Cognitive Profile and Relationship with Quality of Life and Psychosocial Functioning in Mood Disorders

Zazula, R, Mohebbi, Mohammadreza, Dodd, Seetal, Dean, Olivia, Berk, Michael, Vargas, HO and Nunes, SOV 2021, Cognitive Profile and Relationship with Quality of Life and Psychosocial Functioning in Mood Disorders, Archives of Clinical Neuropsychology, pp. 1-14, doi: 10.1093/arclin/acab054.

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Title Cognitive Profile and Relationship with Quality of Life and Psychosocial Functioning in Mood Disorders
Author(s) Zazula, R
Mohebbi, MohammadrezaORCID iD for Mohebbi, Mohammadreza orcid.org/0000-0001-9713-7211
Dodd, SeetalORCID iD for Dodd, Seetal orcid.org/0000-0002-7918-4636
Dean, OliviaORCID iD for Dean, Olivia orcid.org/0000-0002-2776-3935
Berk, MichaelORCID iD for Berk, Michael orcid.org/0000-0002-5554-6946
Vargas, HO
Nunes, SOV
Journal name Archives of Clinical Neuropsychology
Start page 1
End page 14
Total pages 14
Publisher Oxford University Press
Place of publication Oxford, Eng.
Publication date 2021-07-13
ISSN 0887-6177
1873-5843
Keyword(s) Bipolar disorder
Cognitive functioning
Cognitive impairment
Depression
Quality of life
Summary Abstract Background Comparisons between healthy controls (HCs) and individuals with mood disorders have shown more cognitive dysfunction among the latter group, in particular in bipolar disorder (BD). This study aimed to characterize the pattern of cognitive function of BD and major depressive disorder (MDD) and compare them to HC using the (CogState Research Battery) CSRB™. Method Participants were tested, comprising the following domains: processing speed, attention, working memory, visual memory, executive functions, and verbal memory. Quality of life and functionality were also assessed. Multiple linear regression models were performed to examine the effect of demographic characteristics and functionality on cognitive outcomes separately for BD and MDD. Results Ninety individuals participated in the study, of which 32 had BD, 30 had MDD, and 28 were HC. Differences were found between both BD and MDD and HC for the composite cognitive score, with significant differences between BD and HC (Diff = −5.5, 95% CI = [−9.5, −1.5], p = 0.005), and MDD and HC (Diff = −4.6, 95% CI = [−8.6, −0.5], p = 0.025). There were overall significant differences in five cognitive domains: processing speed (p = 0.001 and p = 0.004), attention (p = 0.002), working memory (p = 0.02), visual memory (p = 0.021), and verbal memory (p = 0.007). BD also presented worse performance than both MDD and HC, and MDD presented better performance than BD but worse than HC in quality of life and functionality. Multiple linear regression models were significative for education (p < 0.001) and age (p = 0.004) for BD and education (p < 0.001) for MDD. Conclusion In general, cognition is more affected in BD than MDD, which could be associated with functional and quality of life impairment.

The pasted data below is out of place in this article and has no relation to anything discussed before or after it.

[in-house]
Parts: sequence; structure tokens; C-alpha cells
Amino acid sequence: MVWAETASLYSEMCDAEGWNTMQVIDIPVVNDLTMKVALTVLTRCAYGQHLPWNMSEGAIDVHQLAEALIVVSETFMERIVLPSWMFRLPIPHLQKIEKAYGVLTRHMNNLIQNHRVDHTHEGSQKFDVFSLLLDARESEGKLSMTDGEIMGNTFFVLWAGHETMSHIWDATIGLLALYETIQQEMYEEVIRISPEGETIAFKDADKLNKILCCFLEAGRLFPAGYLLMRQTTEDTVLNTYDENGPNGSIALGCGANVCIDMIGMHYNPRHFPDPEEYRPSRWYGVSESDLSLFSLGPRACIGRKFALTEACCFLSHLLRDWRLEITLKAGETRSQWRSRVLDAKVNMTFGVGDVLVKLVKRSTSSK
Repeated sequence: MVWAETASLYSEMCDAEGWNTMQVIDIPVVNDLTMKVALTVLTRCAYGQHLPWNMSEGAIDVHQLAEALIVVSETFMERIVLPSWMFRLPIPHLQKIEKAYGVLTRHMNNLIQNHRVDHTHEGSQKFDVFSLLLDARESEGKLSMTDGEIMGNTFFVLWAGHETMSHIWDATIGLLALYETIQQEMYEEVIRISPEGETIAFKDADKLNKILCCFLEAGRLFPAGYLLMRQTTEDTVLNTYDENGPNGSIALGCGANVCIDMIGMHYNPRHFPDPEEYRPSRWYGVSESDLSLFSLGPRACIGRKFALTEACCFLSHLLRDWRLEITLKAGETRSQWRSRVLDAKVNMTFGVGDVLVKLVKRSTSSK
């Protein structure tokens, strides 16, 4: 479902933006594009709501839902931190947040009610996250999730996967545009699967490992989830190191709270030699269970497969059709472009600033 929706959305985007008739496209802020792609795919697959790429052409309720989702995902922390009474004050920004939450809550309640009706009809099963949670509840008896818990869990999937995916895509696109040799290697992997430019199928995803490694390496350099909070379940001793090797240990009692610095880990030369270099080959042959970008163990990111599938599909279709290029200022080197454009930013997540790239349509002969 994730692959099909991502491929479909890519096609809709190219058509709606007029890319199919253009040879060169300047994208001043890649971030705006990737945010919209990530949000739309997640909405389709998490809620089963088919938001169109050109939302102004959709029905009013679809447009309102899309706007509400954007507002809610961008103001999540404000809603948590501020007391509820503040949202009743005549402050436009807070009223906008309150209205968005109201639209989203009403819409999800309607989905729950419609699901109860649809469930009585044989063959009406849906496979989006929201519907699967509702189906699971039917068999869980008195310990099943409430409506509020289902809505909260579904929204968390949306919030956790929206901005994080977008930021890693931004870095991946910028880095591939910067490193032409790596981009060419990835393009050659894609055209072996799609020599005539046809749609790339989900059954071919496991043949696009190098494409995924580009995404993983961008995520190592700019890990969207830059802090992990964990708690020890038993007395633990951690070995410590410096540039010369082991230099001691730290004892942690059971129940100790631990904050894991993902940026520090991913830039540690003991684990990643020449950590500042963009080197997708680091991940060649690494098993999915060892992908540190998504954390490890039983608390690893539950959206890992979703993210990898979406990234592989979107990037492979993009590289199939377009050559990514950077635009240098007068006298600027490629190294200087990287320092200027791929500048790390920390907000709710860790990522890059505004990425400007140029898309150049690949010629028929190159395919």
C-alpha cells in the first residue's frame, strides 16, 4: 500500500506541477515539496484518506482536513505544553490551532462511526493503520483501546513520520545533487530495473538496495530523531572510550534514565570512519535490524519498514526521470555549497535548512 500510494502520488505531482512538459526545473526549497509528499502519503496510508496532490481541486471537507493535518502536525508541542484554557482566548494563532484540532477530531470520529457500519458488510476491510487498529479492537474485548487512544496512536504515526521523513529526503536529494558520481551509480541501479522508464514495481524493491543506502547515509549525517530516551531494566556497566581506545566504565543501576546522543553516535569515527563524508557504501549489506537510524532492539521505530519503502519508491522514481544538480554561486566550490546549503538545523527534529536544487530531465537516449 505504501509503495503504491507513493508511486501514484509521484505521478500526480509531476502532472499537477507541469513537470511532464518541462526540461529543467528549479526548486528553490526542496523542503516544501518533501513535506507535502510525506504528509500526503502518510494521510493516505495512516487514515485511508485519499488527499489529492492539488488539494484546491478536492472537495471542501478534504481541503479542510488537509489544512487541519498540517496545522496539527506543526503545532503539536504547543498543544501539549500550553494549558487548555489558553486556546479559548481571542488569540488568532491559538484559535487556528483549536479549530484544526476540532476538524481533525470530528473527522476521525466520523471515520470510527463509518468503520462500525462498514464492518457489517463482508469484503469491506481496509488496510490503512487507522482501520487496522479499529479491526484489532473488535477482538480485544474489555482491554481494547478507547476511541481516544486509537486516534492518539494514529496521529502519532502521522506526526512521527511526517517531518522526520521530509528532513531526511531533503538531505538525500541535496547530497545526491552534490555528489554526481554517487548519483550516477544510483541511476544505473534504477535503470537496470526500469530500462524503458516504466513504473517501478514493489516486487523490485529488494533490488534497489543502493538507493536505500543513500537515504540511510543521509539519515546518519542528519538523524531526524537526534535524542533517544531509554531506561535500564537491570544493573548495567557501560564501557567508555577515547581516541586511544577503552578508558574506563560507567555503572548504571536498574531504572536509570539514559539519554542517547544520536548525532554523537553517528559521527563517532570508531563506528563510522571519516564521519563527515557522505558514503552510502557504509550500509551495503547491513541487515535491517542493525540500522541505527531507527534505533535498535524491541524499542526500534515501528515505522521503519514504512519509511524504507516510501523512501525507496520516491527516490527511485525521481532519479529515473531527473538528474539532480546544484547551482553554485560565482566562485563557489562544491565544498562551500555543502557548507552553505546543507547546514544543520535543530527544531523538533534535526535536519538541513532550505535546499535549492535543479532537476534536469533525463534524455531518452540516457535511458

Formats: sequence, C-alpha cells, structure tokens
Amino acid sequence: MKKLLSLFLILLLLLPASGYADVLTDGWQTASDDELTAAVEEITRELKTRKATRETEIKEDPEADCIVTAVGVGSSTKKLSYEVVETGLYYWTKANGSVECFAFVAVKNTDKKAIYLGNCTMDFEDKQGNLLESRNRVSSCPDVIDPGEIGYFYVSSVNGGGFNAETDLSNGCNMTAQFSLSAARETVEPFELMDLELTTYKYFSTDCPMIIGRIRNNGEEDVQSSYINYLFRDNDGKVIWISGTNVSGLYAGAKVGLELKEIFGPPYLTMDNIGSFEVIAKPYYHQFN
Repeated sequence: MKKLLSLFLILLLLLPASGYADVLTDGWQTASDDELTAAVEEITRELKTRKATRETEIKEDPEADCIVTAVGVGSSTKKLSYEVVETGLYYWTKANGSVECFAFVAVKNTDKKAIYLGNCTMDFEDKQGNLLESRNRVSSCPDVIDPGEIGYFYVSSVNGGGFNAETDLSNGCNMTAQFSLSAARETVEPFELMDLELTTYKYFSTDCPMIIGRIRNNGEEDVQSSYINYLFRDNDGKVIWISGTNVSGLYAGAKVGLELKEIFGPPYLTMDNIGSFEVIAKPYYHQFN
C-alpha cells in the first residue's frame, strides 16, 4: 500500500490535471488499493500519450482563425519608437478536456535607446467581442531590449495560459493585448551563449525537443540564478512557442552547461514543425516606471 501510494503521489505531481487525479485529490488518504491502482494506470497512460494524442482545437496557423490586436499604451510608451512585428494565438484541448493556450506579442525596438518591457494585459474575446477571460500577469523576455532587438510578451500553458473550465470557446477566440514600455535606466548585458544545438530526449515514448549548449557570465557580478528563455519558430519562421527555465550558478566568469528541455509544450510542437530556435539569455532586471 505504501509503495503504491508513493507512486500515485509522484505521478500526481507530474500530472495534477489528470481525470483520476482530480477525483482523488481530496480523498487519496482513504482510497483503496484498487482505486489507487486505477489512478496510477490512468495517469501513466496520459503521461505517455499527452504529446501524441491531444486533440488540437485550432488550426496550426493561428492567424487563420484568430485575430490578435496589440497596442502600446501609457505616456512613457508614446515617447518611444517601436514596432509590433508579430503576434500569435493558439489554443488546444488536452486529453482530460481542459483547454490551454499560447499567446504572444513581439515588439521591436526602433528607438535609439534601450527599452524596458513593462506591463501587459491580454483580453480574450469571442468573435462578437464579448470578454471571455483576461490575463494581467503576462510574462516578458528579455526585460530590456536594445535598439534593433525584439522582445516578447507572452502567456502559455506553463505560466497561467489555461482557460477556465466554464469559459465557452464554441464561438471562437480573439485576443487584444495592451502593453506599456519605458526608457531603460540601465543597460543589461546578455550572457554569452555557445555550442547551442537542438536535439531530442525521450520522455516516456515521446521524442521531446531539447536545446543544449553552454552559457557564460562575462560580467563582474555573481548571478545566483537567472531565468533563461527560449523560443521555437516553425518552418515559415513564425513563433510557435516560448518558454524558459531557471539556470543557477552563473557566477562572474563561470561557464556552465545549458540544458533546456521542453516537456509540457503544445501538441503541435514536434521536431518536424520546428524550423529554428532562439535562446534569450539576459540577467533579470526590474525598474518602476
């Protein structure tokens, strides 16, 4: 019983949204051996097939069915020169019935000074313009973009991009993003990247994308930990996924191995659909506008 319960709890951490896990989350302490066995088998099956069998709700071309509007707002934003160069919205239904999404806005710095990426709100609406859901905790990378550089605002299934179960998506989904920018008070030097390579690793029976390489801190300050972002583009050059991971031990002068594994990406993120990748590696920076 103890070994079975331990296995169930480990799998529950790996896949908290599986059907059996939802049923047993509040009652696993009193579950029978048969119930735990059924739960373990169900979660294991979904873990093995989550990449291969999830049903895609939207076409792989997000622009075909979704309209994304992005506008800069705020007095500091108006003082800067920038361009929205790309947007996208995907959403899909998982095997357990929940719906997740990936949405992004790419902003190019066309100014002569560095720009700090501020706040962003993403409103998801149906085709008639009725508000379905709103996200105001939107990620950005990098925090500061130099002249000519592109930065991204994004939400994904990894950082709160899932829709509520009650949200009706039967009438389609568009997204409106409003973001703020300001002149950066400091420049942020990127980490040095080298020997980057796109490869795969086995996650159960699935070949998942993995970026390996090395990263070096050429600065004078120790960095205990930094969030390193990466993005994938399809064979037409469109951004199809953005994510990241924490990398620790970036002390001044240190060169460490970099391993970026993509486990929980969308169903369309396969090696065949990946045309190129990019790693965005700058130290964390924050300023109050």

Notes In Press
Language eng
DOI 10.1093/arclin/acab054
Indigenous content off
Field of Research 110999 Neurosciences not elsewhere classified
1109 Neurosciences
1701 Psychology
1702 Cognitive Sciences
Socio Economic Objective 920410 Mental Health
HERDC Research category C1 Refereed article in a scholarly journal
Persistent URL http://hdl.handle.net/10536/DRO/DU:30153597

Document type: Journal Article
Collections: Faculty of Health
School of Medicine
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